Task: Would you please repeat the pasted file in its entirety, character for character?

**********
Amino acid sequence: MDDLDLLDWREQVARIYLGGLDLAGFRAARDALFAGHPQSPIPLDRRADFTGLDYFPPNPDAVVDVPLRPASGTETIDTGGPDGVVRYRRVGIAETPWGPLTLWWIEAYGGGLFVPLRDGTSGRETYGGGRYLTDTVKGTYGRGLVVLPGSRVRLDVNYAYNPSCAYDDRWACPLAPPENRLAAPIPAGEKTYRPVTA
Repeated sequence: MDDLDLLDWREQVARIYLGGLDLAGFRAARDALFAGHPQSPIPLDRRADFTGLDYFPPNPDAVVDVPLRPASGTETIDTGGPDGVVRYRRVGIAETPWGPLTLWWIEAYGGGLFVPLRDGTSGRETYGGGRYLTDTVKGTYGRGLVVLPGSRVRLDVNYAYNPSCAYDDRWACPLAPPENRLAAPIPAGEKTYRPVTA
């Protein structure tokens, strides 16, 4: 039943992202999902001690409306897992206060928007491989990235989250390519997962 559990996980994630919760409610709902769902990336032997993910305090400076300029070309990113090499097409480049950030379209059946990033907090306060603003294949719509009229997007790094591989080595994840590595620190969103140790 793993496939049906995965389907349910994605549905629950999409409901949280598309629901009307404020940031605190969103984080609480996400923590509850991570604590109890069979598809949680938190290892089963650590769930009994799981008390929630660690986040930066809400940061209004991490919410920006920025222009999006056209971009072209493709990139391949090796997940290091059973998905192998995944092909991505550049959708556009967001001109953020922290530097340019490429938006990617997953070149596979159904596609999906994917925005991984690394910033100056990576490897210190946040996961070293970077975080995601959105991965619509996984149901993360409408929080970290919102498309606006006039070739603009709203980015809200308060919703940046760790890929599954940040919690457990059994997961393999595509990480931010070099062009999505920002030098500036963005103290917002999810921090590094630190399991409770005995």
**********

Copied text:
Amino acid sequence: MDDLDLLDWREQVARIYLGGLDLAGFRAARDALFAGHPQSPIPLDRRADFTGLDYFPPNPDAVVDVPLRPASGTETIDTGGPDGVVRYRRVGIAETPWGPLTLWWIEAYGGGLFVPLRDGTSGRETYGGGRYLTDTVKGTYGRGLVVLPGSRVRLDVNYAYNPSCAYDDRWACPLAPPENRLAAPIPAGEKTYRPVTA
Repeated sequence: MDDLDLLDWREQVARIYLGGLDLAGFRAARDALFAGHPQSPIPLDRRADFTGLDYFPPNPDAVVDVPLRPASGTETIDTGGPDGVVRYRRVGIAETPWGPLTLWWIEAYGGGLFVPLRDGTSGRETYGGGRYLTDTVKGTYGRGLVVLPGSRVRLDVNYAYNPSCAYDDRWACPLAPPENRLAAPIPAGEKTYRPVTA
């Protein structure tokens, strides 16, 4: 039943992202999902001690409306897992206060928007491989990235989250390519997962 559990996980994630919760409610709902769902990336032997993910305090400076300029070309990113090499097409480049950030379209059946990033907090306060603003294949719509009229997007790094591989080595994840590595620190969103140790 793993496939049906995965389907349910994605549905629950999409409901949280598309629901009307404020940031605190969103984080609480996400923590509850991570604590109890069979598809949680938190290892089963650590769930009994799981008390929630660690986040930066809400940061209004991490919410920006920025222009999006056209971009072209493709990139391949090796997940290091059973998905192998995944092909991505550049959708556009967001001109953020922290530097340019490429938006990617997953070149596979159904596609999906994917925005991984690394910033100056990576490897210190946040996961070293970077975080995601959105991965619509996984149901993360409408929080970290919102498309606006006039070739603009709203980015809200308060919703940046760790890929599954940040919690457990059994997961393999595509990480931010070099062009999505920002030098500036963005103290917002999810921090590094630190399991409770005995």